Game Reserves in North West ProvinceMagaliesberg Biosphere Reserve
Where?Magaliesberg (See para 4 for exact details below)
It took a concerted effort on the part of a small group of dedicated environmentalists, over almost ten years, before the Magaliesberg was declared a world biosphere reserve.
But a biosphere reserve it now is. Formally registered by Unesco in October 2015. It brings the number of biosphere reserves in South Africa to eight, out of 651 biosphere reserves in 119 countries around the world (more than 60 of them in Africa).
The Magaliesberg is the second oldest mountain range in the world, almost 100 times older than Mount Everest, and half the age of the earth. It is described as being 'at the interface of two great African biomes – the Central Grassland Plateaux and the sub-Saharan savannah'.
The Magaliesberg Biosphere Reserve is 360 000 hectares between Pretoria and Johannesburg in the east, and Rustenburg in the west. Around 262 000 people live within the biosphere.
Its reasons for its becoming a biosphere are many:
• significant is its rich biodiversity – the Aloe peglerae (fez aloe) and Frithia pulchra (baby toes or fairy elephant's feet) are unique to the reserve
• 46.6% of the total bird species of Southern Africa (443 bird species) are found here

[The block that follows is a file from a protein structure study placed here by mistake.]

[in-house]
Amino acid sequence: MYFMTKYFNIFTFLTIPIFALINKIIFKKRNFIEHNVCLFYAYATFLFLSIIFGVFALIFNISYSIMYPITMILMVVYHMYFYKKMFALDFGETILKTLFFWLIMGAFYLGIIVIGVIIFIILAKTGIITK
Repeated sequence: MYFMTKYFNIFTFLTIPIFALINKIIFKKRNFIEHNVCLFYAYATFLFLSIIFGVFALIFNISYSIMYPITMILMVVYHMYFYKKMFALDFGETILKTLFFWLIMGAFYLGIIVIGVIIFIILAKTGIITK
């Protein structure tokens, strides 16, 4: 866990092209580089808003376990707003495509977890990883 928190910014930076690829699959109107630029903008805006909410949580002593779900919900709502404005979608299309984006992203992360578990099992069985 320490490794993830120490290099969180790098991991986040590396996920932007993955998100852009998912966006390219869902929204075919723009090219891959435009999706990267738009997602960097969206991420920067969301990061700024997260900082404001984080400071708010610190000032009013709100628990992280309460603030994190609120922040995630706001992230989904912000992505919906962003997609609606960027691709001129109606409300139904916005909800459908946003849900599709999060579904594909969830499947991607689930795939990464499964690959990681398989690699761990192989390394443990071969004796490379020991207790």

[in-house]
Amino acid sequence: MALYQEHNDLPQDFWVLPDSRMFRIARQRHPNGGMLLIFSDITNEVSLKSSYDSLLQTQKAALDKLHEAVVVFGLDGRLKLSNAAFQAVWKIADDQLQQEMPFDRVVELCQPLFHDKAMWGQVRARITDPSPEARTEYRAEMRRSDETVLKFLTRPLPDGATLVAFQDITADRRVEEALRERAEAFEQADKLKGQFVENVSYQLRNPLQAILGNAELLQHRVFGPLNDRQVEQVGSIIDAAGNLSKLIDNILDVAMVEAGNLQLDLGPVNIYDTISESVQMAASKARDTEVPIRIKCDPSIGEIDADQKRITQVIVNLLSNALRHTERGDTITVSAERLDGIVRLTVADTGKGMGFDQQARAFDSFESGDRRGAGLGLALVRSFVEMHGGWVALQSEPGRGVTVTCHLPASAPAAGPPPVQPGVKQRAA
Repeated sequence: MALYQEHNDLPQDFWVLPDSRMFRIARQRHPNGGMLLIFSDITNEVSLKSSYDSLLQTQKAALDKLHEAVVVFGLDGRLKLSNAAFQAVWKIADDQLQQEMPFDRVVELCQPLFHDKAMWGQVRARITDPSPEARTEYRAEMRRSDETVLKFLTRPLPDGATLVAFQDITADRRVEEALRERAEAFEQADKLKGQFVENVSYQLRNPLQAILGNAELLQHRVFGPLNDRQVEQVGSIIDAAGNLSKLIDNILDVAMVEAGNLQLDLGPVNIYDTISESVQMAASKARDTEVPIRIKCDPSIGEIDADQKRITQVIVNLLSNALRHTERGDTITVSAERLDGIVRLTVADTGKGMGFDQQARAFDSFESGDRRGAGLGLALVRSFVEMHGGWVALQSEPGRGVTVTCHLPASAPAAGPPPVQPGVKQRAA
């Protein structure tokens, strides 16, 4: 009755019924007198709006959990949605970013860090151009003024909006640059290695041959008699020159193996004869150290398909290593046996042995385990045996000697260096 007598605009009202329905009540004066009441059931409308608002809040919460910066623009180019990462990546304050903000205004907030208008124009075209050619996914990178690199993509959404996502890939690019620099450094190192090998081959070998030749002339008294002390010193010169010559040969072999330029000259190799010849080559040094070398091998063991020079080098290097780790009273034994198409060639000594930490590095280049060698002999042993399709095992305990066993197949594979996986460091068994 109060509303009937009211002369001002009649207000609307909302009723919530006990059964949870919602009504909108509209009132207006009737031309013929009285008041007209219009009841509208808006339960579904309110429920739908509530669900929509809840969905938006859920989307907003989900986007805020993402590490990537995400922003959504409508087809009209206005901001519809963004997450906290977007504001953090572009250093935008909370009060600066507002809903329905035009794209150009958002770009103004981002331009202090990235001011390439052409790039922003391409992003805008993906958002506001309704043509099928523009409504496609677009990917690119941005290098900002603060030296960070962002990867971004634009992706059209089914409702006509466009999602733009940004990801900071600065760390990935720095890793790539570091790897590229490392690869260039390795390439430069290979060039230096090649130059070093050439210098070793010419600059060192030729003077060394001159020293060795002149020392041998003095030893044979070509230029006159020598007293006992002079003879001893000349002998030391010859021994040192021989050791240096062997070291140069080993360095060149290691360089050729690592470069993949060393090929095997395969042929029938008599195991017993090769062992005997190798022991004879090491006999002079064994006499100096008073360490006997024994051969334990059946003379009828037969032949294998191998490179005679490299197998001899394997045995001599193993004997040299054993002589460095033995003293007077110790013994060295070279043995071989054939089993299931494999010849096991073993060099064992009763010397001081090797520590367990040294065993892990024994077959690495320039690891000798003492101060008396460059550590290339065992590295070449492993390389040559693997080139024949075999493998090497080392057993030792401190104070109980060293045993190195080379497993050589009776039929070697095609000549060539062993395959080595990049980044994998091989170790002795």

• scenic beauty and unique natural features – dramatic kloofs and quartzite ridges
• high archaeological interest – it includes the Cradle of Humankind
The other biosphere reserves in South Africa are: Kogelberg, Cape West Coast Extension, Waterberg, Kruger to Canyons, Cape Winelands, Gouritz Cluster, and Vhembe.
They are managed as a collaboration between government, land owners, communities and other partners to make sure that they maintain Unesco standards.
A biosphere reserve, as opposed to a natural World Heritage site, is an ecological area with three functions: conservation, sustainable development (human and economic development but not at the expense of the environment), and logistic support for scientific research and education.
In some cases a core area of a biosphere reserve can meet World Heritage criteria, as in the case of Magaliesberg.